www.sacbee.com

California town’s well fails, now delivers contaminated water

The drinking water is polluted and sometimes the water pressure is too low to flush the toilet. They’re not alone.
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www.theguardian.com
Toxics

Halve UK pesticide use to save insects, say conservationists

The use of pesticides in the UK must be at least halved to reverse steep losses in insect abundance and boost the natural world that depends on them, according to a report.

civileats.com
Toxics

'American Heartland' provides a window on farm country

Marie Mutsuki Mockett traveled with a team of wheat harvesters from Texas to the Dakotas, catching a rare glimpse of modern farm life and gaining valuable insight into the urban-rural divide.
www.nytimes.com
Justice

Judge puts cloud over settlement of Roundup cancer claims

An agreement for the weedkiller’s maker to pay more than $10 billion to end litigation may not get court approval.
Justice

Civil war didn’t hurt this Sri Lankan mangrove forest, but shrimp farming might

A similar project to establish firm farms in a mangrove area, resulted in 90% of the farms being abandoned because of disease outbreaks among the shrimp.

paenvironmentdaily.blogspot.com
thefern.org
Justice

As COVID-19 cases spike, an unprecedented alliance emerges to protect California farmworkers

In Monterey County, growers and worker advocates join forces with researchers, doctors and public officials.

www.dw.com
Toxics

How sustainable are ′eco′ brand high street fashions?

Organic cotton is everywhere this summer, but is the label just a marketing strategy?

investigatemidwest.org
Toxics

New Bayer-engineered seed raises questions among experts on the future of weed control

A new genetically engineered corn seed designed by Bayer to be sprayed by up to five herbicides could represent the future of farming. But for how long?
www.sun-sentinel.com
Toxics

Broward County teen’s efforts to bring back butterflies takes flight

Duncan Jurman is the 17-year-old founder of an environmental educational project called “Bring Butterflies Back, Inspiring Youth to Protect Butterflies for Future Generations."

Toxics

Solution to viscosity mystery may curb pesticide pollution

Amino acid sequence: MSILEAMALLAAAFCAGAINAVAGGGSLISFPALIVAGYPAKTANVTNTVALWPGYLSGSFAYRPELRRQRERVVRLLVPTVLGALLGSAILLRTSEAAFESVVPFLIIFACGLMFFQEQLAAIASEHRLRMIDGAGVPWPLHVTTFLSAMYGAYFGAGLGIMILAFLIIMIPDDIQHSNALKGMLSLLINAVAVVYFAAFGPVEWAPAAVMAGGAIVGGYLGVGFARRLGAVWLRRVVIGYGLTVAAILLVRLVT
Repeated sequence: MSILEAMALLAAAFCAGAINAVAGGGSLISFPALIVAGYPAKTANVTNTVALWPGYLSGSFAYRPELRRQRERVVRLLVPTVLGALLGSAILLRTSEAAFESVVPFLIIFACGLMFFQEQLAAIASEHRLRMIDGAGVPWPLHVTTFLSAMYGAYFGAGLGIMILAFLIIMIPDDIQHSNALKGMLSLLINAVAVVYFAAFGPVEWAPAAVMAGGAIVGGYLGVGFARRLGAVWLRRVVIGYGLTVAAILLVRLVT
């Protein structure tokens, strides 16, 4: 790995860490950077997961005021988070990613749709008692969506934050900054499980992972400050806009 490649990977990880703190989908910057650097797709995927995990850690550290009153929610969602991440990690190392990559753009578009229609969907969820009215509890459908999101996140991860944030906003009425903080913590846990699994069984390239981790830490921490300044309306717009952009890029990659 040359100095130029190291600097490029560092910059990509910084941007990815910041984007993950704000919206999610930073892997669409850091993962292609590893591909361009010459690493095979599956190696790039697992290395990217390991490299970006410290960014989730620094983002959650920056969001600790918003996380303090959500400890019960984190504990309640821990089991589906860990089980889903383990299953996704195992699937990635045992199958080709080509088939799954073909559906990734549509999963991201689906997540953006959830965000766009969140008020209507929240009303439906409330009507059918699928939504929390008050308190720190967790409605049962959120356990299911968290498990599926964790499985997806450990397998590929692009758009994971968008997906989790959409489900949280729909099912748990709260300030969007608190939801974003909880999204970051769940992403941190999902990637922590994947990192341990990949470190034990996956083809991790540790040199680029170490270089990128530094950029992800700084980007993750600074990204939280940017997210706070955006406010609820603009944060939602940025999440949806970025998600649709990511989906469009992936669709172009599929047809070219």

Researchers have figured out how to measure the viscosity of droplets. That could help control pesticide spraying, ink-jet printing, and more.
www.wired.co.uk
Toxics

The bees are dying. Can we replace them with flies?

Flies aren't as efficient as bees, often getting distracted before they can carry pollen between plants, but the common hoverfly could help us out of a food crisis.

investigatemidwest.org
Justice

In Roundup settlement, Bayer reaches $400 million deal with farmers over dicamba

Bayer has reached a $400 million settlement with farmers whose crops have been damaged by drift from the herbicide dicamba, the company announced Wednesday.

investigatemidwest.org
Justice

Federal court denies motion to hold EPA in contempt of dicamba ruling

A request to hold the U.S. Environmental Protection Agency in contempt of a June 3 Ninth Circuit Court of Appeals order to vacate registrations of the weed killer dicamba was denied Friday.
www.nytimes.com
Toxics

Blowing bubbles to pollinate flowers

Researchers in Japan have developed a soap bubble-based pollination method that is as effective as doing it by hand.
From our Newsroom

The dangers of opinion masquerading as fact in science journals: Jerrold J. Heindel

A call for unbiased, honest science in peer-reviewed journals.

Join the “Agents of Change” discussion on research and activism

Four of the fellows who participated in the program this year will discuss their ongoing research, activism, and experiences with publishing their ideas in the public sphere.

Beyond the “silver lining” of emissions reductions: Clean energy takes a COVID-19 hit

With job loss and stifled development in the renewable energy sector, economists, politicians, and advocates say policy action is necessary to stay on track.

Blaming the COVID-19 messengers—public health officials under siege: Derrick Z. Jackson

The pandemic has put public health officials in a perilous place—caught between the common good and the often-toxic American drive for personal freedom.

Cutting edge of science

An exclusive look at important research just over the horizon that promises to impact our health and the environment

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